Brian is the Director of Marketing and Operations at Mercy Ships, an international, faith-based organisation with a mission to increase access to health care throughout the world. He has a passion to see the work of Mercy Ships transform the lives of many more people in Western Africa.
Brian has a background in Sales, Marketing, HR and Operations Management in the Medical device, Telecommunications and Professional Service sectors. For 5 years, he spent time coaching and developing young leaders at BT. They focused on immersing the future leaders of the organisation in experiences that required different behaviours using action learning, appreciative enquiry and old fashioned ‘diving in’ to the experience. Brian described seeing young leaders grow as ‘perhaps the most rewarding experience that [he] had at BT’.
Can you imagine… No hospital or midwife when having a baby, no dentist when you have tooth pain. Imagine watching your child’s life ebb away due to a preventable cause because there are no doctors. Now imagine a hospital ship crewed by volunteer surgeons, dentists, nurses, engineers and Gurkhas and imagine their services offered free of charge to the world’s poorest people.
Mercy Ships. A ship like no other.
“Don’t ever be afraid of the next level of responsibility. When you look at how someone else has done that role, don’t be distracted by their ways, hours or behaviours. You are not them!” – Brian Walshe
How did you get into the charity sector?
“I was working for a medical device manufacturer and it became evident to me that the work I was doing, though rewarding, was not the plan that God had for me. In November 2014, I was given an ‘opportunity’ to leave that company and it led to my applying for this role in Mercy Ships. I can safely say that I chose Mercy Ships as opposed to choosing to work in the sector.”
What made you stay and progress within the sector?
“I am a newbie with just one year in the sector so I suppose I may be able to answer that one in 15 years’ time!”
What’s the one thing that the charity sector provides that you can’t get anywhere else?
“This is a tough one but, if pushed, I would say a desire from others to really help with your cause. Most people really understand the positive change that can be made with a floating hospital so they sign up for commitment very willingly.”
Have you seen any major shifts in the way that charities and not for profits recruit?
“At Mercy Ships, we look for professional and capable people rather than professional charity workers. My observation from outside the sector has been that there is a ‘charity merry go round’. I believe that most charities are open to people who have the capabilities to do the role that is being advertised. Yes, experience is crucial with many roles but many of the skills that are needed in commercial organisations are needed more in the charity sector.”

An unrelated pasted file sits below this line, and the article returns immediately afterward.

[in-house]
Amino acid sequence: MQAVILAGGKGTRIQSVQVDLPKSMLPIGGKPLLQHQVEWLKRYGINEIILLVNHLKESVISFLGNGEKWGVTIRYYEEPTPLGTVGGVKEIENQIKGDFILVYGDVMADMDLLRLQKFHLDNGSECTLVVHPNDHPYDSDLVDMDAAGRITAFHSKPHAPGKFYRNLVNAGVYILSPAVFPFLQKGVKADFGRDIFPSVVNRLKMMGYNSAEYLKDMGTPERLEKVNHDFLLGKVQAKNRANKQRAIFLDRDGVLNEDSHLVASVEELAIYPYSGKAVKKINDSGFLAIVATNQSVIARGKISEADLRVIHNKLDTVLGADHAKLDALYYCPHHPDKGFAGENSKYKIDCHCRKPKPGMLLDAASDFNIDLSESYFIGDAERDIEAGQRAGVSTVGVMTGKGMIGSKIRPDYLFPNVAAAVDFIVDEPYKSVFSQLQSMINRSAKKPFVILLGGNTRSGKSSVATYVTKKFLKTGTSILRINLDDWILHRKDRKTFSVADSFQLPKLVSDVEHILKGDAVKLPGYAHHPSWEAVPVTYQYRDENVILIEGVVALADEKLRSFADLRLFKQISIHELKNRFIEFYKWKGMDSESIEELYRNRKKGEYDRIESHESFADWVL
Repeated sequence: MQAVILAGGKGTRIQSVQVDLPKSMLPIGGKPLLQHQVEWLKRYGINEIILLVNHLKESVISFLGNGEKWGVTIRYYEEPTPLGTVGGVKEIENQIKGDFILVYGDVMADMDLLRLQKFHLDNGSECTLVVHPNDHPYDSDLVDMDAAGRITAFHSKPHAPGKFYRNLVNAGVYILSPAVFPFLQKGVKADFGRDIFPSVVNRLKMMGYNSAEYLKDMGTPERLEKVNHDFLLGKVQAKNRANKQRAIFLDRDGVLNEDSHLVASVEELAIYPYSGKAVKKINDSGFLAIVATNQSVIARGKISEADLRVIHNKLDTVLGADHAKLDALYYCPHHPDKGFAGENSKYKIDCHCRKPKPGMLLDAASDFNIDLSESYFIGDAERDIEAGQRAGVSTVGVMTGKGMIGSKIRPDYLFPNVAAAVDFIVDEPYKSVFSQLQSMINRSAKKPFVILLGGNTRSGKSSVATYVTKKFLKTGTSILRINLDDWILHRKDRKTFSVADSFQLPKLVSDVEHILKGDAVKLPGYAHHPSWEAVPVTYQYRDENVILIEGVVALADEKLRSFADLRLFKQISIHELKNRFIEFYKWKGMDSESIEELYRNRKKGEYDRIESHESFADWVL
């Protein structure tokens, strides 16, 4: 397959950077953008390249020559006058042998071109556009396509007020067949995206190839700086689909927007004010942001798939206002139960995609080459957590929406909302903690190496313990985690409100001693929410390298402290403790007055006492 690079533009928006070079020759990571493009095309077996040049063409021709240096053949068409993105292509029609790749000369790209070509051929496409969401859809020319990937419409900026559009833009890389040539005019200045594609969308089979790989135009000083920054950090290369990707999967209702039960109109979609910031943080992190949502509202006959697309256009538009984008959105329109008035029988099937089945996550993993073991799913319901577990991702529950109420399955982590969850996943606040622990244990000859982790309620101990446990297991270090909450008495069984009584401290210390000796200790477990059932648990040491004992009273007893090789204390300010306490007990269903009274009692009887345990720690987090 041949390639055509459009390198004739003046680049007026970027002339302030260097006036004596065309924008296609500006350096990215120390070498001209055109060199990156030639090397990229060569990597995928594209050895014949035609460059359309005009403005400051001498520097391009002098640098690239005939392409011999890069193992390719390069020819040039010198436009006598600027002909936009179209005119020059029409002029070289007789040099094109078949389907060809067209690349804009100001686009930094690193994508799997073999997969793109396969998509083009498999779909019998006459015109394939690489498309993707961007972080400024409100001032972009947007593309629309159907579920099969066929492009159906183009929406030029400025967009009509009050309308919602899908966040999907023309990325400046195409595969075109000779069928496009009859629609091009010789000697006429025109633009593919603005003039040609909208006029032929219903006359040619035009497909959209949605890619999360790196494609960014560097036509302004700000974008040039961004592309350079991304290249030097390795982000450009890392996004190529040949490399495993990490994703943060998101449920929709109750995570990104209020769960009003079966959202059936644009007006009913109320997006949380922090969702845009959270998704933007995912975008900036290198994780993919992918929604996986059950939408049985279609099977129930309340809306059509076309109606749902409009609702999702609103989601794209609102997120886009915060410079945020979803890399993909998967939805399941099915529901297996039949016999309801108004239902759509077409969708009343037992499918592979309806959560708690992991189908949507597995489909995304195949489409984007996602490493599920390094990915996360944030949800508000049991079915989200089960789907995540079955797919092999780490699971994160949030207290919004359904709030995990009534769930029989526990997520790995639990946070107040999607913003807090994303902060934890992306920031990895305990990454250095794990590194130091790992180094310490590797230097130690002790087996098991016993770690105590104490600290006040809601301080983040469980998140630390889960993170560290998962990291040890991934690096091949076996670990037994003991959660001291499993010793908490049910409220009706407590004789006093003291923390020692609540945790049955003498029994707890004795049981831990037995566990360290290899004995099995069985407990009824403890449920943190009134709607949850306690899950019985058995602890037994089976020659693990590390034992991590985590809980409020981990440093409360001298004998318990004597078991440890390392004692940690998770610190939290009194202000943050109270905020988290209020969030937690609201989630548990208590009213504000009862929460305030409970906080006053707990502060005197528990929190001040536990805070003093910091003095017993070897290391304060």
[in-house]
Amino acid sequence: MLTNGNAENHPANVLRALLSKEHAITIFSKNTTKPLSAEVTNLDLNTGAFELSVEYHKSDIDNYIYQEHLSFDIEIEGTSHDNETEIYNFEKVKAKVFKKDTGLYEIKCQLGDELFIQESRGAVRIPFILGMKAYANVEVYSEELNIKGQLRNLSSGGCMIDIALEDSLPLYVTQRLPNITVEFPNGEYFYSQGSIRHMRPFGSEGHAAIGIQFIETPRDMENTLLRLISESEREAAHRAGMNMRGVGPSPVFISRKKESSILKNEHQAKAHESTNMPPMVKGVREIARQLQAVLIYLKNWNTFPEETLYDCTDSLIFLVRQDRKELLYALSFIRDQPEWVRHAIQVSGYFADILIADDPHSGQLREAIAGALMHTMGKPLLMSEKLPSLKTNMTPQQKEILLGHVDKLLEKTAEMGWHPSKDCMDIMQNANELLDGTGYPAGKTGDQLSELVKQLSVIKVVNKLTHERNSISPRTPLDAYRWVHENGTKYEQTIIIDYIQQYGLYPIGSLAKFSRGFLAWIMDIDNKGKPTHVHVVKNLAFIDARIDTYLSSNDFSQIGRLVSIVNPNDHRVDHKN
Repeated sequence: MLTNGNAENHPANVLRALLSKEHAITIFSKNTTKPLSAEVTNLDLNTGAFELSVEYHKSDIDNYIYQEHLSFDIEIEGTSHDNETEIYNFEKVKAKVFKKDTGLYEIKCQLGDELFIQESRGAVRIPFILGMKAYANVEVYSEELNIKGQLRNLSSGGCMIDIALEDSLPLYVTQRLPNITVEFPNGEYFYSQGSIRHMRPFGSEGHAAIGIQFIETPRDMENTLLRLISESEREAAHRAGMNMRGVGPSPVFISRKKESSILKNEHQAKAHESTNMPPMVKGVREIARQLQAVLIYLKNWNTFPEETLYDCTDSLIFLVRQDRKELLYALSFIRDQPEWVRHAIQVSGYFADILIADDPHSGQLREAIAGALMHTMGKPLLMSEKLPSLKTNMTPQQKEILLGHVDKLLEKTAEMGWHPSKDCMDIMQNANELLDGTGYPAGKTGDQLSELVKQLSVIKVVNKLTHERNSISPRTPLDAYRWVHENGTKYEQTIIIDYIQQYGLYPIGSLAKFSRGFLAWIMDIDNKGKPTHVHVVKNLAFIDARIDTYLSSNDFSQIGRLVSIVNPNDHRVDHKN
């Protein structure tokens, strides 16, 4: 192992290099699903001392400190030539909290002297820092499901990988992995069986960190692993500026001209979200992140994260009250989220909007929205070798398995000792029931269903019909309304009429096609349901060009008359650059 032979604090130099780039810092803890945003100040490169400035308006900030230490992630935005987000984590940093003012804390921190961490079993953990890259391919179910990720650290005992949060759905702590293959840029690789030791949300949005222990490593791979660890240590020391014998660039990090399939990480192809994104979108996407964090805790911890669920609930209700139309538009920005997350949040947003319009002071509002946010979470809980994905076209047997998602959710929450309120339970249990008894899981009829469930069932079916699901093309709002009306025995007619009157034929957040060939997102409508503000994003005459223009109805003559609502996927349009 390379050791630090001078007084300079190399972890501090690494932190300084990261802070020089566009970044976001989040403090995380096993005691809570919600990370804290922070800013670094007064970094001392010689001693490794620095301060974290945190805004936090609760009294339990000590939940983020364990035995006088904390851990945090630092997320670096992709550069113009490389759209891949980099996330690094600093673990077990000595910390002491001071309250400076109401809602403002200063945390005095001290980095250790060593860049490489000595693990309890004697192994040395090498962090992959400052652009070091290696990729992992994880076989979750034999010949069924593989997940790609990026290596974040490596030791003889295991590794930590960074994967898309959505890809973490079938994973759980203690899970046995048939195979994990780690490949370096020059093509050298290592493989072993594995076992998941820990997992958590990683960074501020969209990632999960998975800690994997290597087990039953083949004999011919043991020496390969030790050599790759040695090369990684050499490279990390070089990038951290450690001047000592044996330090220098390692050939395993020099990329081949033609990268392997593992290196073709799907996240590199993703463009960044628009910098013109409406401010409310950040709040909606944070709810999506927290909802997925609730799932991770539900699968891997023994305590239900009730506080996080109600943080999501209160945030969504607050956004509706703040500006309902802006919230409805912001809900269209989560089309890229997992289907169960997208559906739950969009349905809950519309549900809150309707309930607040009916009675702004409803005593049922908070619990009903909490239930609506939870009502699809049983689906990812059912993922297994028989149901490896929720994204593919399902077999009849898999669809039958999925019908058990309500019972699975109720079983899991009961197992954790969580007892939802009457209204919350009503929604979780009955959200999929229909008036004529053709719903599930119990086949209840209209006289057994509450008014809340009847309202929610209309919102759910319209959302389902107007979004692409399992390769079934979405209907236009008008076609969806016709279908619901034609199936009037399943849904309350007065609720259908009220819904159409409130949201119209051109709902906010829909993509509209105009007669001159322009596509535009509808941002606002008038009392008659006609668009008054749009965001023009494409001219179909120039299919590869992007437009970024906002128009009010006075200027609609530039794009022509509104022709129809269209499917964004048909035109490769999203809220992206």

What would you say to encourage someone that has started a new job and is struggling to find their feet?
“It’s a big and steep learning curve coming from the commercial sector into charity. Focus on your organisations cause and ask yourself each week ‘ am I making progress with our cause?'”
What can people do to really prove their worth in the first few months of a job?
“Establish some quick wins where can you really make a difference without having to change minds or get a major investment. Focus on the small things that you do well and that nobody else does around you. If you are struggling to work out what those things are buy someone a coffee in your previous life and ask them.They are very likely to tell you honestly what you did well and not so well.”
Does your current role resonate with your own values? And how did your values guide you in your career?
“Very much so. At Mercy Ships, we strive to Love God, Love and Serve Others and be people of excellence in all that we do. It’s great to have a ‘match up’ of personal and organisation values. I strive to sacrifice myself in service of others (I don’t always manage it but it is a goal). This approach has not always gone down well in my career and I can think of one organisation in particular where this was laughed at. So, always be on the look-out for a place where you have a good match for your values.”
What’s the next step for you? Where would you like your career to go?
“Well, it’s always good to have a plan but then God comes in and interferes with our plans. I look forward to the next interference.”
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